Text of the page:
Why shouldn’t BU be responsible to our community by giving a complete description? And how about a map showing where the robberies occurred along with the times?

  • Anonymous on 04.11.2011 at 1:14 pm

    Unarmed? As in the 1/2 guy(s) just come up to a person and says “Give me your wallet?” I hope it meant like unseen weapons, if it two people come up, making me outnumbered, there better be some kind of weapon shown or implied because I think I rather take the stupid approach and fight.

    I can’t encourage that idea of everyone, but I been hearing too many recent robberies where just some guy just come up demanding money. If all of them are unarmed, it sounds like they are just taking advantage that we been taught that it is not worth the danger and just give it up. If that how they are playing, I think I just act like crazy mother—— and savagely let my rage take over.

    Then again, I won’t know for sure unless it actually happens. I guess it would depends how much my brain kicks in. But all this news that there no note of any weapon makes me wonder if they are just taking advantage that we have become too passive. If that is correct, a few no’s and possible a fight would make them hesitate if they think it is that easy.

  • Anonymous on 04.11.2011 at 4:03 pm

    Why not give students the opportunity to defend themselves? Texas and Arizona (and other states) are currently considering legislation that would allow concealed carry on campus for people holding CC permits. I know this would *never* get popular support in a state like Massachusetts, but it would be worthwhile to have the conversation and to see what are the effects on crime at Texan and Arizonan schools. When seconds count police are minutes away.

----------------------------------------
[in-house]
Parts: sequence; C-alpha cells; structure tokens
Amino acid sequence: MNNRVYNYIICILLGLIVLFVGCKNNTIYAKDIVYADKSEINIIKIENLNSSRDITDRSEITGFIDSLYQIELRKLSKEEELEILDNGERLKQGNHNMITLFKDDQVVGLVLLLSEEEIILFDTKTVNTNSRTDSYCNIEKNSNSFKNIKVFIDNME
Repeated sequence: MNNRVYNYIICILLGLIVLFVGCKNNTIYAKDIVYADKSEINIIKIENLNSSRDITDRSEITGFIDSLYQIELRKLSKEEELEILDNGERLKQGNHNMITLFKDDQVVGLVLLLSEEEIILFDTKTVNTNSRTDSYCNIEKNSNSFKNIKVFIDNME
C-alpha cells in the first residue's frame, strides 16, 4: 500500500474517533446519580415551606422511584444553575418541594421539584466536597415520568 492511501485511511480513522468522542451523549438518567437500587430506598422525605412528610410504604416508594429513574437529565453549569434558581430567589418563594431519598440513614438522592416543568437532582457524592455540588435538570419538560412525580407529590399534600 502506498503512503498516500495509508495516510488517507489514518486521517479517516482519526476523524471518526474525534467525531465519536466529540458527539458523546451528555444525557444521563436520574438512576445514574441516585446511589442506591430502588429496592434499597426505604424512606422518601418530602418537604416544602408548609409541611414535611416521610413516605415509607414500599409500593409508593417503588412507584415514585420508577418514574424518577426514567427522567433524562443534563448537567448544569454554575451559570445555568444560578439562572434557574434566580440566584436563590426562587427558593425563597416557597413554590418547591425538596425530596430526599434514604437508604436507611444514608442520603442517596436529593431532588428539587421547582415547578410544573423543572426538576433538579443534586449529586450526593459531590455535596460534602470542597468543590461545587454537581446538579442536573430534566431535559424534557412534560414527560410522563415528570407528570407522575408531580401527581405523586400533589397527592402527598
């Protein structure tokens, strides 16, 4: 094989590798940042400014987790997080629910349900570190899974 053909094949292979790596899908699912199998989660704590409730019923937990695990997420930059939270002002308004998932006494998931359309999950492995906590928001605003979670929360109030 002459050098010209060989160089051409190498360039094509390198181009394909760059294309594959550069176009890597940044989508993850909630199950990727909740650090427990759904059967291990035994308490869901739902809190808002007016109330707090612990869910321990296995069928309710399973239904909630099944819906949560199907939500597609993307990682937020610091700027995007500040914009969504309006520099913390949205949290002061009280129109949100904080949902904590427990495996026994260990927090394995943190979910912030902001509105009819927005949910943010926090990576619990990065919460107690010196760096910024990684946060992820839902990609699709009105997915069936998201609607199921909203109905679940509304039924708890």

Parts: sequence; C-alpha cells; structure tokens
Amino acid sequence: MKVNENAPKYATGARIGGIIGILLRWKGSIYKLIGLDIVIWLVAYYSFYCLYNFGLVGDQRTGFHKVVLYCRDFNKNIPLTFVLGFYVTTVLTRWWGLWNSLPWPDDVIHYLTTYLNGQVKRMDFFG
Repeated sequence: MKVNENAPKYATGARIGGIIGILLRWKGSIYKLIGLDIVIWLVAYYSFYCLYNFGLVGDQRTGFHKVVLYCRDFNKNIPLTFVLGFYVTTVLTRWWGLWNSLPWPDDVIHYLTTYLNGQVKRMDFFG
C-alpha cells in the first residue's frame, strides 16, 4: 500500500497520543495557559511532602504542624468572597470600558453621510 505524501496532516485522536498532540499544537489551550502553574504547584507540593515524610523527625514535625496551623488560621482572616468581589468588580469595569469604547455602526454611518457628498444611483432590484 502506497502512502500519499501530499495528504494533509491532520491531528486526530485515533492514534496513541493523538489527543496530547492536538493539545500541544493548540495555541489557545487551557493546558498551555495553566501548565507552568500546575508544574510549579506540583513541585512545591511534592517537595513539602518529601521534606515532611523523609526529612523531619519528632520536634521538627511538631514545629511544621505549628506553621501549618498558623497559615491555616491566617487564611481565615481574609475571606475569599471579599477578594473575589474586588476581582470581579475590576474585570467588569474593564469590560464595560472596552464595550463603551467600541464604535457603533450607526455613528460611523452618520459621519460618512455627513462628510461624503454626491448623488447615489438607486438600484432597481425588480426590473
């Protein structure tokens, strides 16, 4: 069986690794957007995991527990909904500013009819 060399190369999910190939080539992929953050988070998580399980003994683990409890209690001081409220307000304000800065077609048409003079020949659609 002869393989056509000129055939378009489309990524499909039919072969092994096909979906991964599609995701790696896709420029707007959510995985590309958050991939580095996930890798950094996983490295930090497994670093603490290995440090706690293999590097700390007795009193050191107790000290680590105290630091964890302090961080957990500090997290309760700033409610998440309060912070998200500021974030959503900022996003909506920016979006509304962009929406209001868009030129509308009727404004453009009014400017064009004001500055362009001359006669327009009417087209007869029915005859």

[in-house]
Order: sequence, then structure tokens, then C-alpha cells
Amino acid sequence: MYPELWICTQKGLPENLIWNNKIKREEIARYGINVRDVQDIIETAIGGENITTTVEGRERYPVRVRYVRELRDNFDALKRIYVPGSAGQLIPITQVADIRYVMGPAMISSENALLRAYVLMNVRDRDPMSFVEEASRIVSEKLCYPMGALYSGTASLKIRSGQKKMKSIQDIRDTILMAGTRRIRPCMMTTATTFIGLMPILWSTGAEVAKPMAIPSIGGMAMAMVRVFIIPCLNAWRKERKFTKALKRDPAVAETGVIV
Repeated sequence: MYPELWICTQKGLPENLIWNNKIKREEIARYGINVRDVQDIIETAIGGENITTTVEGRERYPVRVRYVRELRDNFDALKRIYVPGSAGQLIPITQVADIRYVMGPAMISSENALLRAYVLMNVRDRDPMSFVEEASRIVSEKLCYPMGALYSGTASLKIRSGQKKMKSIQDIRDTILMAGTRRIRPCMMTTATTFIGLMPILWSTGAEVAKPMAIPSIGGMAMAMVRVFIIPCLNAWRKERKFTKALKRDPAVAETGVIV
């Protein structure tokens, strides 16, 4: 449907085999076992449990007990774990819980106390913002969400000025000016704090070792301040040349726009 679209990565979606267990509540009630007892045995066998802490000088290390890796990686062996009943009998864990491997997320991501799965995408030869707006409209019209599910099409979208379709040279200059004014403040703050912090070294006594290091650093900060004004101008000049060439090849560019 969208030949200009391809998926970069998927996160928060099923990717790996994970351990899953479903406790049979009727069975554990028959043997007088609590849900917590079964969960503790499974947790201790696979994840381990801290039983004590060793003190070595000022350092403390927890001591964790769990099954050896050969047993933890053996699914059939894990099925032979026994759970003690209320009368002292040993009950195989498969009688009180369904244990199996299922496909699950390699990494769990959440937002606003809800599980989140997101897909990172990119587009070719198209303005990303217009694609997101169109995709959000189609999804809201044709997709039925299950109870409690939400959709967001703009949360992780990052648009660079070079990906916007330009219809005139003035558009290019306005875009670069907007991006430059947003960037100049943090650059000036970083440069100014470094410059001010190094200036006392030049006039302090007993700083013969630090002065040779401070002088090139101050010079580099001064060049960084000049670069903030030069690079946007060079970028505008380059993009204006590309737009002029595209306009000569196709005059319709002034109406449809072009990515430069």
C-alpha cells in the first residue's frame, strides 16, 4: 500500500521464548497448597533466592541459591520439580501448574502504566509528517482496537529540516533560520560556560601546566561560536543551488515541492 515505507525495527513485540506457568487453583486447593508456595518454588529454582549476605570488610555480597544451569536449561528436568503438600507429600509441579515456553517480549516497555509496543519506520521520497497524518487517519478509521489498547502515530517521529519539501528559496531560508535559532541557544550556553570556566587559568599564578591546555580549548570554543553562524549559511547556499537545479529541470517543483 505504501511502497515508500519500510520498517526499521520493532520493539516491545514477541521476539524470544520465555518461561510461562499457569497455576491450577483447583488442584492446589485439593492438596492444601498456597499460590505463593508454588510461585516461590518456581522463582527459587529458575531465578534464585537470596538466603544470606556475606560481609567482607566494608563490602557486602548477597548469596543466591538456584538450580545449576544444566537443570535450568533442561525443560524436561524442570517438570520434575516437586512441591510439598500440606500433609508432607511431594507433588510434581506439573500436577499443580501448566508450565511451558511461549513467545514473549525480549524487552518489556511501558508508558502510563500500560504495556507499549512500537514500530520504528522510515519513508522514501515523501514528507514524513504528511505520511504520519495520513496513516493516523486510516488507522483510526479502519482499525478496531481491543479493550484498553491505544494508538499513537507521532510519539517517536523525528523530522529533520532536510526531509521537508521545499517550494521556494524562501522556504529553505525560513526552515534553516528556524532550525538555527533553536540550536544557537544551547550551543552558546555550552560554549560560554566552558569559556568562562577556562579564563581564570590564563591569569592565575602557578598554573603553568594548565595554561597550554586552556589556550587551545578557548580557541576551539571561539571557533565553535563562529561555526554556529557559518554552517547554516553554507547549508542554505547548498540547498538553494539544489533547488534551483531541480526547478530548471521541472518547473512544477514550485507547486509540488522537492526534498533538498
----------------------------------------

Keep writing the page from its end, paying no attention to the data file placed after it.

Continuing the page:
• Anonymous on 04.12.2011 at 9:54 am

    @why not give...

    I do not agree with your idea whatsoever. I think it’s an interesting discussion, but that’s as far as I would take it. The last thing we need is a bunch of spoiled BU kids running around with concealed weapons, intoxicated, and shooting people at the slightest whim of “self-defense.” Instead I would give you a whistle. There are security personnel available to us (i.e. especially women walking alone) that can ensure their safety from point A to point B. Furthermore, our random “robberies,” while I agree always seem to lack important details on what the criminals look like, are hardly enough cause to justify such actions. Based on the information, for all we know these are just people asking for your possessions–AGAIN another problem with no details because we don’t really know. I would say if this were the 1930’s, 1940’s, and even the 1950’s, then allowing University level students to possess an authorized weapon might not be a bad idea. However, when you’re talking about our “twitter generation” then get serious–way too immature. That would be a disaster. Most of the students would never dare even go fight for our country, let alone trust them with firearms that will inevitably get used after a frat-party. Let’s be a little more honest with ourselves about how coddled we are compared to past generations–these are not the men and women of old. Interesting topic, but bad idea in practice.

  • Anonymous on 04.13.2011 at 5:51 pm

    @@Why not give

    I doubt many frat boys would end up being the ones with CC permits. The process in Massachusetts is notoriously difficult, requiring lengthy classroom instruction, letters of recommendation, fees, and even then issuance is left to the discretion of the local police chief. In the end, I think very few people would actually take advantage of it, but that might be enough to plant worry in the mind of any would-be mugger. Again though, Massachusetts would probably be the last state to consider expanding gun rights. I’m just going to keep an eye on those other states and see what happens.